Tropical Fish for Freshwater Aquariums: Marthae Silver Hatchetfish

Tropical Fish for Freshwater Aquariums: Silver Hatchet - Aquarium Fish
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These fish are moderately hardy once they are established. A school of 6 or more Marbled Hatchetfish will need at least a 15-to 20-gallon aquarium. They will mostly swim and feed at the surface of the water. They will appreciate some floating plants, but as they eat at the surface, some clear areas need to be provided as well. Their tank should have a moderate current, which can be accomplished using a strong canister filter or powerheads. The tank should also be tightly sealed as this fish is apt to jump out of the tank if provided the opportunity.These freshwater hatchetfish are prone to ich, especially when first introduced to a new aquarium. They should be acclimated in a quarantine aquarium for two to three weeks before being placed in their permanent home. This blackwater native is very intolerant of harder and more alkaline water. Keep water conditions soft and acidic for them to thrive. Peat filtration is advisable. This fish enjoys a sandy substrate with a few handfuls of leaves added.
Silver Hatchet, freshwater fish, freshwater plants, freshwater aquarium fish
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Hatchetfish are some of the more unique looking fish species available to freshwater hobbyists. They get to a couple of inches in size and some have the ability to fly or jump out of the water. They are a top dwelling fish and along with their known jumping habits an aquarium with a tight fitting hood is definitley needed to keep them from carpet surfing. Topics > New To The Freshwater Aquarium Hobby > what happened to my silver hatchetfish?
Photo provided by FlickrThey should not be confused with the freshwater hatchetfish commonly seen in home aquariums
Photo provided by FlickrMarbled Hatchetfish · Freshwater FishFish TankAquariumAquascapeFresh Water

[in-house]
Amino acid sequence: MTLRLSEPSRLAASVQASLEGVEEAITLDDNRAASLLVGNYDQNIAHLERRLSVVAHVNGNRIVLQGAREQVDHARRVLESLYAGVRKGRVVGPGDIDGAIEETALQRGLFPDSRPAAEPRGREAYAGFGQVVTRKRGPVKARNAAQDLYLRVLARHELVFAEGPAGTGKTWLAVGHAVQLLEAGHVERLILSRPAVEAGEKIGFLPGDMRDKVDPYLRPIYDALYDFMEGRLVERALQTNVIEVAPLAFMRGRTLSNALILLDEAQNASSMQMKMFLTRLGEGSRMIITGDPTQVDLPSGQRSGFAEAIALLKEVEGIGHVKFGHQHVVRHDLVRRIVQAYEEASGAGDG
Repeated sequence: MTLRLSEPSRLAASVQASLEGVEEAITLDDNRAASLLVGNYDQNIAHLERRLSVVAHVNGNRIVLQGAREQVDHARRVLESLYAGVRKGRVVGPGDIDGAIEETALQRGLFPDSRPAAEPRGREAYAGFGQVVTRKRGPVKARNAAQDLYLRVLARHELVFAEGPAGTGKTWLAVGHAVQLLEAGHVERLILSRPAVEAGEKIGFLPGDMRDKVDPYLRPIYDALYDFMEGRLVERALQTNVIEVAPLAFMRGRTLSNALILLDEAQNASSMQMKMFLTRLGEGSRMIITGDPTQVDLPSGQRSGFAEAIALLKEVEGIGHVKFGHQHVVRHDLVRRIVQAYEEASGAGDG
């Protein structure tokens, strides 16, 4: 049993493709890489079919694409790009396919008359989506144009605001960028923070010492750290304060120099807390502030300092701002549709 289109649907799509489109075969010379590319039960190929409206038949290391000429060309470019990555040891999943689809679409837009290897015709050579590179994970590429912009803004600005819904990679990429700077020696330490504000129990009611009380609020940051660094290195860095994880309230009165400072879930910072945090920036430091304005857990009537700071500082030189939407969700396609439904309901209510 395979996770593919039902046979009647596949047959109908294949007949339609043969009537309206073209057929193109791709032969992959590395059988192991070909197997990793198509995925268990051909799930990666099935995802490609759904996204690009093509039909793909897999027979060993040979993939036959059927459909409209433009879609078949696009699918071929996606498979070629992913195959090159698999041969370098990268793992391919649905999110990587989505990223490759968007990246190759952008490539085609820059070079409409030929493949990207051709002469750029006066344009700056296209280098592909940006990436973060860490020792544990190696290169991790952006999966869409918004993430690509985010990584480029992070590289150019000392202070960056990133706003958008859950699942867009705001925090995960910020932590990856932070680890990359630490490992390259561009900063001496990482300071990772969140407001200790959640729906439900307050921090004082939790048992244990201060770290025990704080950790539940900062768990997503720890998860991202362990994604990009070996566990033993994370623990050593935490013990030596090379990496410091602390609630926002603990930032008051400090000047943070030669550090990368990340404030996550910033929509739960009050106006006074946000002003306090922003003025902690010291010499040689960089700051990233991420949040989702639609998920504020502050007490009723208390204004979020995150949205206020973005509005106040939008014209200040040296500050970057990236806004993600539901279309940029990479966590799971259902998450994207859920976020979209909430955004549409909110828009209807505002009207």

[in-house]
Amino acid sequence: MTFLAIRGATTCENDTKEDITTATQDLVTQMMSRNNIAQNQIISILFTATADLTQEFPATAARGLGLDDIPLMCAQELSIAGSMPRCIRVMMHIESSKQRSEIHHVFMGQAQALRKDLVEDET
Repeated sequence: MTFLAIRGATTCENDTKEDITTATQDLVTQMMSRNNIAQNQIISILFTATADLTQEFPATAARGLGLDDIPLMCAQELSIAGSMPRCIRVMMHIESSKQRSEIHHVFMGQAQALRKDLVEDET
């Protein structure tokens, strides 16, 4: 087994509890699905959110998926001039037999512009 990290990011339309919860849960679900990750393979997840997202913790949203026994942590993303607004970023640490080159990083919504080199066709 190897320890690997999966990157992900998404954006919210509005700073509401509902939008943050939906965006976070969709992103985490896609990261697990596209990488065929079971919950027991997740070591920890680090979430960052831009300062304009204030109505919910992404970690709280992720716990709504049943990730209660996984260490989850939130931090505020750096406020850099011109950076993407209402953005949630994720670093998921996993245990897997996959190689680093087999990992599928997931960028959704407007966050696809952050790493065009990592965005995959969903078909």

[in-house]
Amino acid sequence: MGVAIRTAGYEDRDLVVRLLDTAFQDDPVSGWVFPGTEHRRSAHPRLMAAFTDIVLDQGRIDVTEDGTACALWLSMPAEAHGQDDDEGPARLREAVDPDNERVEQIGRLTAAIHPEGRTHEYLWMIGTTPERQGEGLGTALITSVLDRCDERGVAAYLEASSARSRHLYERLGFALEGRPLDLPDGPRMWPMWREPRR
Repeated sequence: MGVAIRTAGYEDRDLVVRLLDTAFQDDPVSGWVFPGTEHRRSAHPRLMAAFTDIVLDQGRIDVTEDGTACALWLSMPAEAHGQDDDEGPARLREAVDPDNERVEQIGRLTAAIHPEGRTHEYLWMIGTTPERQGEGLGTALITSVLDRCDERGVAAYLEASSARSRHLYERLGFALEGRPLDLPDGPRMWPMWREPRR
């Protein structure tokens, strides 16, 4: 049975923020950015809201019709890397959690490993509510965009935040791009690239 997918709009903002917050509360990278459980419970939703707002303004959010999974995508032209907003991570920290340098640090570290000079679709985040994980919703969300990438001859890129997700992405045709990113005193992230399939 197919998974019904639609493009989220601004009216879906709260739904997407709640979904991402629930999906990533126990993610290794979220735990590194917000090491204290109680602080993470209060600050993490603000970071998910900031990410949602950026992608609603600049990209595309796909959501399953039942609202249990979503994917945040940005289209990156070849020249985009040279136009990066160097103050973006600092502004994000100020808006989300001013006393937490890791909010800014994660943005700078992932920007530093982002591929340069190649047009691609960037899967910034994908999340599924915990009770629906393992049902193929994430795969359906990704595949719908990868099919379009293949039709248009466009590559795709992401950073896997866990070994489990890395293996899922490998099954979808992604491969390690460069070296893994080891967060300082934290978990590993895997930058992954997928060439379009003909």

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The Silver Hatchetfish (Gasteropelecus levis) is one of the more unique looking freshwater fish in the aquarium hobby, and its unusual body shape and attractive coloration makes it highly sought after by aquarists. The name ‘hatchetfish’ originates from its laterally compressed body, which resembles the head of a hatchet.Hatchet fish water chemistry requires slightly more attention than that of other fish, but not excessively so. The aquarium should already be cycled, or broken in by other fish -- never start a brand new tank with hatchet fish. They also need soft, acidic water with pH between 6.4 and 6.8. All species of freshwater hatchet fish are tropical fish, so they require water temperature of 74 to 78 degrees Fahrenheit to thrive. And as long as these conditions are met, they tend to do fine.Freshwater hatchet fish require an intermediate level of care. However, if you give them the right water conditions, they can thrive in an aquarium. On top of this, they are supremely interesting fish. They are, for instance, flying fish -- they use their fins as wings to catch air jumping from the water.The deep sea hatchetfish gets its name from the distinct hatchet-like shape of its body. It is a member of the Sternoptychidae family of deep sea fishes. There are about 45 individual species of hatchetfish that vary in size from one to six inches. They are most well known for their extremely thin bodies which really do resemble the blade of a hatchet. They should not be confused with the freshwater hatchetfish commonly seen in home aquariums.My 180 litre freshwater aquarium containing giant hatchet fish, penguin tetras, rummy nose tetras, glass catfish, Cory cats and a striped head stander. All plants are real.Freshwater hatchetfish are carnivores by nature, feeding on insects and crustaceans in their natural habitat. These fish are particularly well adapted to eating small insects from the surface of the water since their mouths are located on the top of their bodies. In the home aquarium, they should be fed a diet of carnivore flakes, pellets or granules as well as live and frozen foods.